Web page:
Xubuntu – moving windows between monitors

I just installed Xubuntu 12.04. I like it so far and am getting used to differences (was on Ubuntu 11.10 before). One thing that I had with Ubuntu by default was Compiz. It has a lot of plugins, one of which I used a lot was Compiz Put plugin. I could not find a similar thing in Xfce – there are shortcuts to move between workspaces, but not between the monitors that belong to one workspace.

Now I searched over the net and found some useful things – one of them is xdotool. It’s a nice utility that allows you to perform different operations on available X windows, such as move, hide, maximize, etc. Xfce has keyboard shortcuts readily available – Main menu / Settings / Settings Manager, Keyboard, Application Shortcuts tab. These allow you to bind a keyboard shortcut and run any application, including bash scripts, with it. Exactly what I need here – make a xdotool script that moves the window left or right, depending on the current position.

Searching for a window

To do something to a window, you first search for it. You can do this using the following command:

wid=`xdotool search --name Calculator|head -1`

The above will yield the window ID of the first found window that has “Calculator” in the default set of search categories (window class, window class name or window name / title).

Displaying the names of all windows

In case you don’t know the name of the window – for example, if you turned off the window decorations – you can use this script to show them:

wids=`xdotool search --name ""`
for wid in $wids; do
  wname=`xdotool getwindowname $wid`
  if [ -n "$wname" ]; then
    echo $wid --- $wname

which gives the output such as:

16777220 --- xfce4-panel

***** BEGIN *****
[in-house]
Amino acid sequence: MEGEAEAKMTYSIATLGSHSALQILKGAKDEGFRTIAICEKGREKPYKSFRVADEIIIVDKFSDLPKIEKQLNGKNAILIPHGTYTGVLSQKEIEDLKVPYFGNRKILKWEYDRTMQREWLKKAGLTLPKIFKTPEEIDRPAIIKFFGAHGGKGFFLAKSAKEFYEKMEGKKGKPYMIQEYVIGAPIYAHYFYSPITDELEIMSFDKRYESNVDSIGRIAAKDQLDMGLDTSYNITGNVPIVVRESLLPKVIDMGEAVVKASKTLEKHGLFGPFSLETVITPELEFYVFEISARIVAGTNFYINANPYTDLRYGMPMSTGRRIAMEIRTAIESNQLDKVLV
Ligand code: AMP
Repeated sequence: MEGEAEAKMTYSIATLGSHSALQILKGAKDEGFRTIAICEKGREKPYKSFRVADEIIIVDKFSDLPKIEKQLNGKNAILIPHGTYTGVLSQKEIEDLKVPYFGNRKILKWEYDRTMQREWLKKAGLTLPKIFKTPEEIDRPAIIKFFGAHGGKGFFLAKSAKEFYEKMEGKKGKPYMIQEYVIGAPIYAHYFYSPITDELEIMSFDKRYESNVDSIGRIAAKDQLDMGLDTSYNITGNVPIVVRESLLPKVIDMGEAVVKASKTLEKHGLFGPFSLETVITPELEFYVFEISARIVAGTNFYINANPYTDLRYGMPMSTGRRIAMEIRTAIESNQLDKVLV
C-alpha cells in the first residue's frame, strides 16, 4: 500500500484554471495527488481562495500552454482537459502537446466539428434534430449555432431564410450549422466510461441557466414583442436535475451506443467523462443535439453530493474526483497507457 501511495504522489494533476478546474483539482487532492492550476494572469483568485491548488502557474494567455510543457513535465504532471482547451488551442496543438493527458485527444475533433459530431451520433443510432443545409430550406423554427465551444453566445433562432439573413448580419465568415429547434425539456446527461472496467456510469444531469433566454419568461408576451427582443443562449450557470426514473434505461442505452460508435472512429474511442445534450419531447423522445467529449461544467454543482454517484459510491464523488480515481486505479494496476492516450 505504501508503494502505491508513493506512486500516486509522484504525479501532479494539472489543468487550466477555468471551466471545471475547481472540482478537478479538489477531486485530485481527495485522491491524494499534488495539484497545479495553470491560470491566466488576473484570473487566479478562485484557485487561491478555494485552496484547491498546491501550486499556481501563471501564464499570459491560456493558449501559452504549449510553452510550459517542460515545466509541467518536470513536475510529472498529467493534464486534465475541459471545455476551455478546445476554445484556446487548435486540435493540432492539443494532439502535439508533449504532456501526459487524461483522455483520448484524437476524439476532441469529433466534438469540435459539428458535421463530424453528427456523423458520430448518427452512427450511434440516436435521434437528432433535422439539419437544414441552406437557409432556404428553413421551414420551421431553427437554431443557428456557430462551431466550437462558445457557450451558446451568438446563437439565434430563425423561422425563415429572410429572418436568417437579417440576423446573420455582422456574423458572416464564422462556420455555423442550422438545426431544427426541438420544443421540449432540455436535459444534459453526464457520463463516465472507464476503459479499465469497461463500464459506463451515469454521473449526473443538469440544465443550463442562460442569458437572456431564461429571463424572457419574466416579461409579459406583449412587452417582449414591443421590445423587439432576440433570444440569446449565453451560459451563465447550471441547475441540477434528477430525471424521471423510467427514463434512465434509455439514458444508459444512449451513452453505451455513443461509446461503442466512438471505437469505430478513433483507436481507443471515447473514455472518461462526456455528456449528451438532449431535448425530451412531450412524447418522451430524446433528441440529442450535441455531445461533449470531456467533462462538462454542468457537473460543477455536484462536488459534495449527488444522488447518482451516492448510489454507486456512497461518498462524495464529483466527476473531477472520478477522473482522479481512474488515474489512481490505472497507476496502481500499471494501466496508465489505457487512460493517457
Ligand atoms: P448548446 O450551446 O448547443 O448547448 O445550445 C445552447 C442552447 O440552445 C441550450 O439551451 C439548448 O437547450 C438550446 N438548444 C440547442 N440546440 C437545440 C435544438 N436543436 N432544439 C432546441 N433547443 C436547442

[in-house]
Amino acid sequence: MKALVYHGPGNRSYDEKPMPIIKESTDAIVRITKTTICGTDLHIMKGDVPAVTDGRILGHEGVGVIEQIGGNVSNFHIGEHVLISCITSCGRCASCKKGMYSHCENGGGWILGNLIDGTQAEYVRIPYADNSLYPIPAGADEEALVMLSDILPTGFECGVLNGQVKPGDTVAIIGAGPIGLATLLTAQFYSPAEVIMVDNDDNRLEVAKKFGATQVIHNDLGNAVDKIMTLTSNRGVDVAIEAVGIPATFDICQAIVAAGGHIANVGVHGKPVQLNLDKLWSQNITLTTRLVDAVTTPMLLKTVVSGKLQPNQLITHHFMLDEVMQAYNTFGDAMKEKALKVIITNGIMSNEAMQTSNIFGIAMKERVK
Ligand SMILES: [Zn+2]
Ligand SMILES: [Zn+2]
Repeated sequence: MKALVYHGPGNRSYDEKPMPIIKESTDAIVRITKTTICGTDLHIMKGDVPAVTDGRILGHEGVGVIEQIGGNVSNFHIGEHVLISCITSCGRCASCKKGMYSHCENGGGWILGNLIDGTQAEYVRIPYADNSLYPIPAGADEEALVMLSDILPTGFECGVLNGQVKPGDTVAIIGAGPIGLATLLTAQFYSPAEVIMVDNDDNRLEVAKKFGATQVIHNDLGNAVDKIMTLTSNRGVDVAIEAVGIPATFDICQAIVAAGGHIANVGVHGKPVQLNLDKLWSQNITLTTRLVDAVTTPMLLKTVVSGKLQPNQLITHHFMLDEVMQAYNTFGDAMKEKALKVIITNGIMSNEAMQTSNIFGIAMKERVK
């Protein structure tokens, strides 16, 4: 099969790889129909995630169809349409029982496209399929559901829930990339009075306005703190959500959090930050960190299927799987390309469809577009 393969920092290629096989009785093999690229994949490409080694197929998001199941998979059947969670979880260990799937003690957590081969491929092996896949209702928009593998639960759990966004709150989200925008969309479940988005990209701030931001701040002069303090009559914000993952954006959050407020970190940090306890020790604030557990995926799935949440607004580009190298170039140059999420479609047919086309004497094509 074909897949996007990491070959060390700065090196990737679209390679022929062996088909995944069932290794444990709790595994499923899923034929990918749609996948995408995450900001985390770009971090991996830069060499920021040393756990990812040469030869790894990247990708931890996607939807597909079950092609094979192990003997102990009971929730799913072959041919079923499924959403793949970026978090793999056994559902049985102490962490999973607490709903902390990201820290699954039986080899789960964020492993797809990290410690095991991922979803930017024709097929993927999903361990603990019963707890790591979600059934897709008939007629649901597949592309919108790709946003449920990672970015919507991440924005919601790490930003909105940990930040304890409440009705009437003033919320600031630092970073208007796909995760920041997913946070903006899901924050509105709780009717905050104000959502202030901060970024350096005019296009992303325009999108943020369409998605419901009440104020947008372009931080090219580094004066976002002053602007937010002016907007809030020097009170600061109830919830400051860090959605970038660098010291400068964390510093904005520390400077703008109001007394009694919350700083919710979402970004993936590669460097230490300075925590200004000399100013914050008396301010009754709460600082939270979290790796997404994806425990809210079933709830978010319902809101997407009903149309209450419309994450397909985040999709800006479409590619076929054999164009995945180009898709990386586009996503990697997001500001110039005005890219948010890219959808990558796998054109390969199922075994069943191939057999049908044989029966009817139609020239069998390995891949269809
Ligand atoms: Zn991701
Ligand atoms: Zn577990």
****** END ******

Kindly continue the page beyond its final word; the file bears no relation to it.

50331652 --- xfce4-verve-plugin
54525956 --- xfce4-cpugraph-plugin
37748740 --- xfce4-netload-plugin
52428804 --- xfce4-systemload-plugin
58720260 --- xfce4-xkb-plugin
56623108 --- wrapper

One thing you’ll notice is that it’s quite slow – that’s because it needs to spawn a shell and a xdotool instance for each of the window IDs it found in the first line.

Moving windows

Let’s say we wanted to move our calculator instance 10px to the left, just for fun. What we need to do is:

  • Find the window ID of the calculator
  • Find it’s geometry (position and size)
  • Calculate the new value for position
  • Move the window there

Here’s a script that does these steps:

wid=`xdotool search --name Calculator|head -1`
eval `xdotool getwindowgeometry --shell $wid`
X=$(($X - 10))
xdotool windowmove $wid $X $Y

You can test this easily – just run this in a terminal while you have a calculator instance running.

Maximized windows

Now, there’s a slight problem with the above – it doesn’t work with maximized windows. Although that’s not usually a problem (i.e. maximized windows are considered stationary for regular purposes), for the purpose of moving to the other monitor this will be a problem. There’s another utility – wmctrl – that can be used for this job: